According to some authorities hardy Norsemen, raiding the coasts of England and Scotland, brought with them a small, dun-coloured, hornless cattle. These cattle, interbreeding with black native Celtic cattle of inland Scotland, which had upright horns, produced a naturally polled black breed.

Eric L.C. Pentecost, the noted English breeder of Red Angus cattle, offers a more specific and logical explanation for the introduction of the red colouration into the Aberdeen-Angus breed. He traces it to the spread of the Norfolk husbandry system to Scotland in the eighteenth century. The black Scottish cattle were too light to provide sufficiently large draught oxen. Accordingly, larger English longhorns, predominantly red in colour, were brought in and crossed with the black native polled breed. The resultant offspring were all black polled animals, since black is a dominant colour and red a recessive one. All, however, carried the red gene, and subsequently interbreeding produced an average of one red calf in four, according to Mendel's laws of heredity.

Summarising this rule of genetics, so important to the cattle breeder, we find: Black, possessing no red gene, mated with red brings black offspring, black being the dominant colour, and red recessive. Red calves occur only

      when both parents are red, or
      when one parent is red and the other is black, carrying a red gene, or
      when both parents are black, but each carrying a red gene.

This third situation is the case when red calves appear in purebred black breeds, such as the black Aberdeen-Angus. The chances are one in four for production of a red calf when mating two blacks carrying red genes.

Early in the development of the Aberdeen-Angus, Hugh Watson of Keilor, Scotland, arbitrarily decided that black was the proper colour for the breed and by that started a fashion. He could have chosen red instead. On this subject Leon J. Cole and Sara V.H. Jones of the University of Wisconsin Agricultural Experiment Station published a pamphlet in 1920 on "The Occurrence of Red Calves in Black Breeds of Cattle", which contains this pertinent paragraph:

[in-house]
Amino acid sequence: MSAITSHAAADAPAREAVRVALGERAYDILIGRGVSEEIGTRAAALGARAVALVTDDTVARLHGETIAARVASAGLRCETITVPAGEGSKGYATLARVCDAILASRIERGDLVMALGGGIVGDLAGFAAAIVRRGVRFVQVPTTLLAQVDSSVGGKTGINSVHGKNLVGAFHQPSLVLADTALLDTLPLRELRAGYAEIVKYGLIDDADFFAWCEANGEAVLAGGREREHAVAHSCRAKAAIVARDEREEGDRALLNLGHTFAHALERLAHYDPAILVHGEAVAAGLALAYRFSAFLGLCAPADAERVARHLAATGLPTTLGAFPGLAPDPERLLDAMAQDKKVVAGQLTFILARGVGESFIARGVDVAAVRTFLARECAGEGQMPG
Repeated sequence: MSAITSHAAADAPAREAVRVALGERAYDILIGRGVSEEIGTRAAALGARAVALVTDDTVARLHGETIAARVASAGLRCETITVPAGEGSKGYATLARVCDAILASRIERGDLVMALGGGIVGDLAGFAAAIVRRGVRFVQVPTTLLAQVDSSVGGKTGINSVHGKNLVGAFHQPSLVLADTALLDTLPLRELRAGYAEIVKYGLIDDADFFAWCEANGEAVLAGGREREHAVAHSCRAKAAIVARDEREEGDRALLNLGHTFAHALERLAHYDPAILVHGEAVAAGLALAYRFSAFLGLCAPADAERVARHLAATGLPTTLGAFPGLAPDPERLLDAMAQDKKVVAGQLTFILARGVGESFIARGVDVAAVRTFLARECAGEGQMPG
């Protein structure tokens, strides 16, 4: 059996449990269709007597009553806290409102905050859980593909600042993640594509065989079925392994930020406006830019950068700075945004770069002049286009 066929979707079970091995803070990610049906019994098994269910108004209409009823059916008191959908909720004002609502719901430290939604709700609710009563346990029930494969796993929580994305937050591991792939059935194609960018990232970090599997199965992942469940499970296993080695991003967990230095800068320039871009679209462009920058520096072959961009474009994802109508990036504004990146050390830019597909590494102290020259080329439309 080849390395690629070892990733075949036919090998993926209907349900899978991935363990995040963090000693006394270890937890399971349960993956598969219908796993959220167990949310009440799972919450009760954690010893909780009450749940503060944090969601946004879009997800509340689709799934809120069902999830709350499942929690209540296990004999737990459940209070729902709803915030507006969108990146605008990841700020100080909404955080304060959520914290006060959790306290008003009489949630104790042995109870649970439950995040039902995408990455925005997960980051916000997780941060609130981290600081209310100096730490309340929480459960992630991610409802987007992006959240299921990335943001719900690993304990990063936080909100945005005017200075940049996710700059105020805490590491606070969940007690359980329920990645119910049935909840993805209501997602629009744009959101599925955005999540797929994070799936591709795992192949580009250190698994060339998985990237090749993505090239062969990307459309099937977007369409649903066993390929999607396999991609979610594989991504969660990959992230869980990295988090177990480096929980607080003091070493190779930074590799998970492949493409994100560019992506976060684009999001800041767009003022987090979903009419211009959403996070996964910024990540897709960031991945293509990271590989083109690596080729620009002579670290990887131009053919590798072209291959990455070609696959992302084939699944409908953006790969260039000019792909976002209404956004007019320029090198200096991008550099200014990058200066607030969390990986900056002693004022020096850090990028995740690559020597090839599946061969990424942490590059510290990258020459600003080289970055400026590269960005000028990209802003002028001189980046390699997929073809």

"One more point should be emphasized, namely that the red individuals appearing in such stock (Aberdeen-Angus)... are just as truly ‘purebred' as are their black relatives, and there is no reason why, in all respects save colour, they should not be fully as valuable. The fact that they are discarded while the blacks are retained is simply due to the turn of fortune that black rather than red became the established fashion for the Aberdeen-Angus breed. Had red been the chosen colour, there would never have been any trouble with the appearance of blacks as off-colour individuals, since red to red breeds true."

The preceding paragraph was written more than three decades before the establishment of the Red Angus Association in America and to current efforts in Britain to revive the breed. It shows a true appreciation of the basic strength of the reds.

Early History of the Red Angus in South Africa
The first Red Angus breeders were Mr E W Bassingthwaighte of Melrose, Windhoek and Mr R W Dennler of Okatumba, Windhoek. In the early 1950s Mr Barry Kramer appreciated the advantages and future of the breed in South Africa. He imported the first Red Angus and invested in them considerably. Soon after the appearance of Red Angus at shows and sales numbers began increasing rapidly. There is little doubt that Red Angus has contributed immensely towards the total growth of Angus in South Africa where today, 69% of all registered Angus is Red and 31% is Black. One explanation is South African farmers' traditional preference for red cattle. Many members breed both Red and Black Angus.




Angus Society of SA © 2013
These pages were developed and are being maintained by
The South African Stud Book and Animal Improvement Association
First pages view's are: 30101
Pages Viewed: 181890